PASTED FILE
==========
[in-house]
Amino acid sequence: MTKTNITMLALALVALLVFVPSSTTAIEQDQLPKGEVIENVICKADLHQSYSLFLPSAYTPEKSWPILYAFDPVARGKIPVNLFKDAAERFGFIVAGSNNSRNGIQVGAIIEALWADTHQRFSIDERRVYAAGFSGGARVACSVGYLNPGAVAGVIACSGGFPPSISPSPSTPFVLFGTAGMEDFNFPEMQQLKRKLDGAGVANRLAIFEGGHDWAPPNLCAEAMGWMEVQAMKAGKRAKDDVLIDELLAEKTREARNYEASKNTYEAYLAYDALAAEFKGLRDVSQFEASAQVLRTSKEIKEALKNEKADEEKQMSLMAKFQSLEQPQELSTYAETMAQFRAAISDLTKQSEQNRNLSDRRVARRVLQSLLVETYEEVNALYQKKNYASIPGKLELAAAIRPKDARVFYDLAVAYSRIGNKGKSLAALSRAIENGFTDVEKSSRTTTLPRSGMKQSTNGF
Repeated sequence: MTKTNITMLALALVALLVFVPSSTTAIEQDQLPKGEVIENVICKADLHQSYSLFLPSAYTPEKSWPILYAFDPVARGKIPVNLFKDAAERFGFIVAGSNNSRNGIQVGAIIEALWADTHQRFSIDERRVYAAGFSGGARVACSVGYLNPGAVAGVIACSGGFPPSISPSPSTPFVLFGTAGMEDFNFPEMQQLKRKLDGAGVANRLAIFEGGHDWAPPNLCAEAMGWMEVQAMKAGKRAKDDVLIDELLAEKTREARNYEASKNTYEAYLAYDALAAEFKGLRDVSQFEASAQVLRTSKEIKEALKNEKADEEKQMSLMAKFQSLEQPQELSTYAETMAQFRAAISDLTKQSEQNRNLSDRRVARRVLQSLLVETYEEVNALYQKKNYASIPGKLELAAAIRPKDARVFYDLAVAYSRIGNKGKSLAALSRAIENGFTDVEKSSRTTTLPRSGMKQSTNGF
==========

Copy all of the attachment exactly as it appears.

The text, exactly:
[in-house]
Amino acid sequence: MTKTNITMLALALVALLVFVPSSTTAIEQDQLPKGEVIENVICKADLHQSYSLFLPSAYTPEKSWPILYAFDPVARGKIPVNLFKDAAERFGFIVAGSNNSRNGIQVGAIIEALWADTHQRFSIDERRVYAAGFSGGARVACSVGYLNPGAVAGVIACSGGFPPSISPSPSTPFVLFGTAGMEDFNFPEMQQLKRKLDGAGVANRLAIFEGGHDWAPPNLCAEAMGWMEVQAMKAGKRAKDDVLIDELLAEKTREARNYEASKNTYEAYLAYDALAAEFKGLRDVSQFEASAQVLRTSKEIKEALKNEKADEEKQMSLMAKFQSLEQPQELSTYAETMAQFRAAISDLTKQSEQNRNLSDRRVARRVLQSLLVETYEEVNALYQKKNYASIPGKLELAAAIRPKDARVFYDLAVAYSRIGNKGKSLAALSRAIENGFTDVEKSSRTTTLPRSGMKQSTNGF
Repeated sequence: MTKTNITMLALALVALLVFVPSSTTAIEQDQLPKGEVIENVICKADLHQSYSLFLPSAYTPEKSWPILYAFDPVARGKIPVNLFKDAAERFGFIVAGSNNSRNGIQVGAIIEALWADTHQRFSIDERRVYAAGFSGGARVACSVGYLNPGAVAGVIACSGGFPPSISPSPSTPFVLFGTAGMEDFNFPEMQQLKRKLDGAGVANRLAIFEGGHDWAPPNLCAEAMGWMEVQAMKAGKRAKDDVLIDELLAEKTREARNYEASKNTYEAYLAYDALAAEFKGLRDVSQFEASAQVLRTSKEIKEALKNEKADEEKQMSLMAKFQSLEQPQELSTYAETMAQFRAAISDLTKQSEQNRNLSDRRVARRVLQSLLVETYEEVNALYQKKNYASIPGKLELAAAIRPKDARVFYDLAVAYSRIGNKGKSLAALSRAIENGFTDVEKSSRTTTLPRSGMKQSTNGF